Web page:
After spending half a year reviewing America’s Afghan strategy, The Trump administration ended up with nearly the same limited re-intervention plan promoted by the out-going Obama administration. The policy seeks to bolster the Afghan National Army to prevent the insurgency from winning, make another push for good governance to enhance political stability in Kabul and then to reconcile with the Taliban from a position of strength. President Trump’s approach will succeed if it confronts the reasons for the political disorder in Kabul, something Presidents Obama and Bush failed to do.
The reason the Trump administration has to send more troops to Afghanistan is that the Obama administration erroneously believed that it could use the Afghan presidential elections of 2014 to re-establish political legitimacy and a reliable partner in Kabul. Corruption, dysfunction and the political decay of Hamid Karzai’s presidency—promoted by the Bush administration—had strengthened the Taliban insurgency.
The Obama administration believed, as the Bush administration before, that only a strong and legitimate central government and a powerful president could facilitate political stability and economic growth, contain Afghanistan’s fractious ethnonational identities, weaken the Taliban, and enable the Afghan government to stand on its own feet.
Instead, the 2014 Afghan presidential election heightened ethnic tensions and brought the country to the brink of civil war, avoided only by an American brokered extra-constitutional power-sharing agreement. Many Afghans supported the new arrangement believing it was the beginning of a broader, more equitable, decentralized and inclusive political system. The key element of the agreement, aside from establishing a Chief Executive, was a constitutional Loya Jirga within two years to amend the constitution.
However, soon after, President Ashraf Ghani, an ethnic Pashtun, and the Obama administration ignored the agreement’s provision for constitutional reform, believing a more inclusive and decentralized Afghan government, i.e., more Tajiks, Uzbeks, and Hazaras (non-Pashtuns) would be ineffective and unstable. The Obama administration returned to the strong leader, highly centralized government mantra that has consistently underscored U.S. policy in Afghanistan. The non-Pashtun communities, though, saw it as the United States favoring Pashtuns and betraying a new hope for their communities.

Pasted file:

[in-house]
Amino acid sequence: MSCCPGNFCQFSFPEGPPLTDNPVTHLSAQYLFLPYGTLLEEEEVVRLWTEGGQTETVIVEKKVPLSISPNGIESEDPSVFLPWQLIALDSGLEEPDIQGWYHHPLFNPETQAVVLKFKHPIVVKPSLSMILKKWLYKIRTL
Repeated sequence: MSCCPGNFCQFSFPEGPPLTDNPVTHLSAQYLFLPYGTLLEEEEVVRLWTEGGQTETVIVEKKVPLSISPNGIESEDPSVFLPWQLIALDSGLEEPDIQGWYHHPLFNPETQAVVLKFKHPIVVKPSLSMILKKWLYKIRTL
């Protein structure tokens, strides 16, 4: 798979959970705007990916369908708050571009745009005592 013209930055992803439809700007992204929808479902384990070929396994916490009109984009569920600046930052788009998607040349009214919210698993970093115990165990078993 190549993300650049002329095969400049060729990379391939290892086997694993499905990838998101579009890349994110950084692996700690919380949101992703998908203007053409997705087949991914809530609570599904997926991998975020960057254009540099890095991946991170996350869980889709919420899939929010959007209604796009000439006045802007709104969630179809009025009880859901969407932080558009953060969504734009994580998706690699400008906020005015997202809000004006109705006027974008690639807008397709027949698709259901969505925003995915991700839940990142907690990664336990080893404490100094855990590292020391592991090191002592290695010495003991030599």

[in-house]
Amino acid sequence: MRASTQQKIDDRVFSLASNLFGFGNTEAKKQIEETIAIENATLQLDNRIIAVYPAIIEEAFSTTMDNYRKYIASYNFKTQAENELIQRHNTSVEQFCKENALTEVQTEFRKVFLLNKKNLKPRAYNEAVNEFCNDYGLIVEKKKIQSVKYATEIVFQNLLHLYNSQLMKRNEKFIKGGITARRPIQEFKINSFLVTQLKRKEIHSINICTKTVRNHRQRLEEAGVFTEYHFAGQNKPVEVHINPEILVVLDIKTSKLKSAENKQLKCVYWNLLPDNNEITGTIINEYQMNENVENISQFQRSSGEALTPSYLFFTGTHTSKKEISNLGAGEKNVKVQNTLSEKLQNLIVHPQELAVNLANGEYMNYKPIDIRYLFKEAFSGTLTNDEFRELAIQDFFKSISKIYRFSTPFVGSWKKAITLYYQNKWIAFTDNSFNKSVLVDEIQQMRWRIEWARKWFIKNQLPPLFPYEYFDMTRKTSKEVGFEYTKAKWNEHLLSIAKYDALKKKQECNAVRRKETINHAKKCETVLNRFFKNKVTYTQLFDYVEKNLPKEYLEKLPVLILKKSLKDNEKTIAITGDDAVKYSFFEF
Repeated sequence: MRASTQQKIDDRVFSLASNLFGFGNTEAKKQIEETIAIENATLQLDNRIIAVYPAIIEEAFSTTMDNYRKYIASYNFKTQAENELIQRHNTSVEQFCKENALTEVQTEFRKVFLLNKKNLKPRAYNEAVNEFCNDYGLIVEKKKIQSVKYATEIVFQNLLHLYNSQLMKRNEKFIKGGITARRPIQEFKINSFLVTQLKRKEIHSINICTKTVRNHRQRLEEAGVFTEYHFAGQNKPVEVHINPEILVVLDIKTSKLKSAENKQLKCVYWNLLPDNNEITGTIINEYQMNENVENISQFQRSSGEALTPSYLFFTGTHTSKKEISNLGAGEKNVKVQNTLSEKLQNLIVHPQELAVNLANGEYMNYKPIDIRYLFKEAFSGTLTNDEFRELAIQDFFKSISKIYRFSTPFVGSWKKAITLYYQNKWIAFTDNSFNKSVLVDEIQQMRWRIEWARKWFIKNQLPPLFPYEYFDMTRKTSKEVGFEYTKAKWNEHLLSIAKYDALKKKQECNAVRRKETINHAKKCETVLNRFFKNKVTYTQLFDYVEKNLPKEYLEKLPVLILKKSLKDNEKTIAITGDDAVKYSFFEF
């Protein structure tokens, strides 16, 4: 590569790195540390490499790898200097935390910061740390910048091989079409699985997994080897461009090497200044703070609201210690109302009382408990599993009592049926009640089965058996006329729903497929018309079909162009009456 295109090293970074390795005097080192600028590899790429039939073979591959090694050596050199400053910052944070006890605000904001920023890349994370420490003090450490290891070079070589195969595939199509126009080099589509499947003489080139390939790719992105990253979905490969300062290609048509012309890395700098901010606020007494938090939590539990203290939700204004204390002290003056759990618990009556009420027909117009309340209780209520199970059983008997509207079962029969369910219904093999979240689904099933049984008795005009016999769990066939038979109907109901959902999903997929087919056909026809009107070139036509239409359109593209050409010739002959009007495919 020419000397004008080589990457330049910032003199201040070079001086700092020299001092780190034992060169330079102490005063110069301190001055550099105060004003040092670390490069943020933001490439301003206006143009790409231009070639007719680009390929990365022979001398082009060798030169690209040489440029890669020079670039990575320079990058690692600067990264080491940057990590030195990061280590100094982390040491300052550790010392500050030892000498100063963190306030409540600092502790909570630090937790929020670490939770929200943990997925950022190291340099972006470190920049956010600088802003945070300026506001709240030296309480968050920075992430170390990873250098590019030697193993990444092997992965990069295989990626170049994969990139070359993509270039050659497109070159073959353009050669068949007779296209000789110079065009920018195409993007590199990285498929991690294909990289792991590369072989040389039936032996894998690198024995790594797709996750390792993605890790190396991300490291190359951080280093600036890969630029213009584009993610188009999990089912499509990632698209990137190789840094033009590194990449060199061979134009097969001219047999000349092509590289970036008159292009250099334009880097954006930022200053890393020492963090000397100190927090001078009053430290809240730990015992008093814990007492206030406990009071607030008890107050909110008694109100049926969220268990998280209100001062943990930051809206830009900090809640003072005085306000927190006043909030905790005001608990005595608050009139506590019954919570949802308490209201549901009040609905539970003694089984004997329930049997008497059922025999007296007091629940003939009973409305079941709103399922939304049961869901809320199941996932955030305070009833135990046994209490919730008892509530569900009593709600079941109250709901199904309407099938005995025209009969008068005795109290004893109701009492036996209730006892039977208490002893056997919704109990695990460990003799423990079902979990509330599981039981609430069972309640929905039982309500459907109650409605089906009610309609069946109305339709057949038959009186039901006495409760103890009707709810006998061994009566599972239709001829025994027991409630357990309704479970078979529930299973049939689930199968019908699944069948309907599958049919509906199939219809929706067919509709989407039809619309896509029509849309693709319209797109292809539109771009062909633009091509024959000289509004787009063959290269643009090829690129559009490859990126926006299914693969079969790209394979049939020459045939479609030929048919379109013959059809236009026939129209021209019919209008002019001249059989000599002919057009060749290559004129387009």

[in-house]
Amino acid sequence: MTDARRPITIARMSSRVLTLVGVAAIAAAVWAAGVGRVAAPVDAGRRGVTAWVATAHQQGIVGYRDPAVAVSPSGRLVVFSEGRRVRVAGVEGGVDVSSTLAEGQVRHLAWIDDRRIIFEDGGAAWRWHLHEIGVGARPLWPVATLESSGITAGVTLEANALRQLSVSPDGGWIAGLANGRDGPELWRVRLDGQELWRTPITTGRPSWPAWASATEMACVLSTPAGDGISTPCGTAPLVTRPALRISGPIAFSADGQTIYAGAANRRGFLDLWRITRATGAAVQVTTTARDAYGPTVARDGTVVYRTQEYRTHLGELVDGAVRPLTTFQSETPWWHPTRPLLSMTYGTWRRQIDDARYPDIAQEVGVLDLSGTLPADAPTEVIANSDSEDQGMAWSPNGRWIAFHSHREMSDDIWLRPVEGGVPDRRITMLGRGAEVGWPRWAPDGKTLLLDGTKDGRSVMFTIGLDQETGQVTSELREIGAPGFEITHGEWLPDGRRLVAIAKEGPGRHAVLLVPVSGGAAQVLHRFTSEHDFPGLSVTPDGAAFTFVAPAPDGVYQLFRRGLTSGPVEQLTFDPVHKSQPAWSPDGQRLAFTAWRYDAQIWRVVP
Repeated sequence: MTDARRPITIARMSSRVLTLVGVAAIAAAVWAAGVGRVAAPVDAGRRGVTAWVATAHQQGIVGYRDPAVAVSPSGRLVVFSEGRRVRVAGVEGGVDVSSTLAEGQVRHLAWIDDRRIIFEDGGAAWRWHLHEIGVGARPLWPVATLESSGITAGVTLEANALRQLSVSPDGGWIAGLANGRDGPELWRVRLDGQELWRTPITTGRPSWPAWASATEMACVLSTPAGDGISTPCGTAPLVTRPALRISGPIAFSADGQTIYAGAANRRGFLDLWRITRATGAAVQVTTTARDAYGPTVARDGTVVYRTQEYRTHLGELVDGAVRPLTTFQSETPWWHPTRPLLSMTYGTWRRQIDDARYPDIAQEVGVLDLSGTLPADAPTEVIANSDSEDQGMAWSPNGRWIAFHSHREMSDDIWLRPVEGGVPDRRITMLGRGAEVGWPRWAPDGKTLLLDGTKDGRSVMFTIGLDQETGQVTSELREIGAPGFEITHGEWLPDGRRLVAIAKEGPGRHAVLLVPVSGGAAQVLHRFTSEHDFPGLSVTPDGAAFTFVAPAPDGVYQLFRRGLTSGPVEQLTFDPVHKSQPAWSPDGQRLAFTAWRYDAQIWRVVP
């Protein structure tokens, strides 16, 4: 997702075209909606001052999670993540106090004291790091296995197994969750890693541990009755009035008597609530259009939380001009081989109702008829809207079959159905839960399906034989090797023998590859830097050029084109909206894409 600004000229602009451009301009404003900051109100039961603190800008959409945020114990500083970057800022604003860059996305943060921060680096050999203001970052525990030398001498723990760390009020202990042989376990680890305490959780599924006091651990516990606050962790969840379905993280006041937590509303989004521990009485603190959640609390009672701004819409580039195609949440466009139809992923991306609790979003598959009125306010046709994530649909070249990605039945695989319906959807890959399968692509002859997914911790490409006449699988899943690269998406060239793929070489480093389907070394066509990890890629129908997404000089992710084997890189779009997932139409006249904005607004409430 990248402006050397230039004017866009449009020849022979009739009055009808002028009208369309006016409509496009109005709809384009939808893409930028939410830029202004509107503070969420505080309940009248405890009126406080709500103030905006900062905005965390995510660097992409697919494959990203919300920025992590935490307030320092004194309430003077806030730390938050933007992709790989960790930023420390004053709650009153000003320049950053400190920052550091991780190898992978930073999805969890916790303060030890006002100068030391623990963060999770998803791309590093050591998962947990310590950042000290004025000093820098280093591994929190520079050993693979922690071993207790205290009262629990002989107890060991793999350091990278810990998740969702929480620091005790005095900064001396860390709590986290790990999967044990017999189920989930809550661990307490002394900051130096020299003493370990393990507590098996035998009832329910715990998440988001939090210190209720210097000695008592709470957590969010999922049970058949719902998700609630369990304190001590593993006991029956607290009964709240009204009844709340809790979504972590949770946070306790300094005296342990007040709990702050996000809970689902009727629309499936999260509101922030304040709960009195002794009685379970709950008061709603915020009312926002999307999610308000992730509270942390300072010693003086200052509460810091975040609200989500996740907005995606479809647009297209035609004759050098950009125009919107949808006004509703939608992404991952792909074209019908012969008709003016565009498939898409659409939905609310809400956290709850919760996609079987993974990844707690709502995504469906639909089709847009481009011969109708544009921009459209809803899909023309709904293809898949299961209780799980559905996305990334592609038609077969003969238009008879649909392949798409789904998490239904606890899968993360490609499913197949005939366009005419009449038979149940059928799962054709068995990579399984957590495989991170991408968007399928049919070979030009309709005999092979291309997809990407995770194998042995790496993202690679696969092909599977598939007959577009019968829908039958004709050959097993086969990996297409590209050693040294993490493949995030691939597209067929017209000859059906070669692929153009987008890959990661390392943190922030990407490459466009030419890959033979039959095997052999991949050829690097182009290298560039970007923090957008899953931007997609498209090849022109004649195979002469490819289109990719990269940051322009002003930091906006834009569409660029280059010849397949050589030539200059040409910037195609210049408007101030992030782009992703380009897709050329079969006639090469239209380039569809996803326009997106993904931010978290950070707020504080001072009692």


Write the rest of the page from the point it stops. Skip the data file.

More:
Instead, with Obama administration’s support, Ghani began negotiations with the Taliban (who are Pashtun). The Obama administration believed negotiations with the Taliban would accelerate its departure from the country and strengthen the Afghan central government. Ghani thought he could consolidate power and weaken his non-Pashtun partners by bringing the Taliban into his cabinet. Ghani’s Taliban negotiations significantly damaged the multi-ethnic coalition essential for governing the country, benefitting only the Taliban who drew out the negotiations while simultaneously building up their military strength and increasing the number of fighters in non-Pashtun areas. The Taliban then launched attacks in the non-Pashtun regions further pressuring Ghani’s coalition partners and sowing discord in his government and chaos in the country.
Unable to obtain constitutional reform, to influence negotiations with the Taliban, or to halt attacks on their regions, Ghani's non-Pashtun partners and allies found themselves weakened, their communities vulnerable. With the exception of a group of Afghan special forces that sustained terrible casualties, the Afghan National Army, in which donors had spent billions, proved incapable of defending against Taliban attacks. Moreover, non-Pashtun local militias seeking to combat the Taliban and the Islamic State in their areas received little or no support from Kabul or the United States because it undermined the strong central government narrative so embedded in U.S. policy.
President Trump in his August 2017 Afghanistan speech rightly indicated that his administration would avoid nation-building and focus on fighting terrorists; however, to do this, his policy must challenge the notion that concentrating power in the hands of the Afghan president is the best way to achieve effective results in the country. The belief that good governance is the answer to growing ethnonational community consolidation and its challenge to an obsolete and unsustainable political system in Afghanistan trapped both Obama and Bush in an endless commitment of troops to prevent the collapse of the Afghan government.
For nearly fifty years, a period that includes growing extremism and long intervals of foreign occupation, Afghan leaders and their external backers have assumed that no Afghan government could be both reliable and truly inclusive. Afghanistan’s Pashtun leaders have consistently argued that the only way to manage the country’s diverse ethnic and tribal communities is through the firm hand of a strong leader. This assumption is not only wrong but is the main reason for continued instability, constant political disarray in Kabul, and the return of the Taliban.
This old narrative has overlooked the growing consolidation and power of the country’s non-Pashtun ethnonational and tribal communities. No community, tribe or ethnic group in Afghanistan constitutes a majority, and decades of distrust and conflict make a centralized political system unworkable because it has been used to ignore, constrain or repress Afghanistan’s diverse communities. Today, in Afghanistan a centralized political system only intensifies the competition for power and increases the cost of holding the country together. It feeds a descending spiral of political instability, ethnic conflict, extremism and ultimately fragmentation, and thereby sustains the Taliban and their supporters.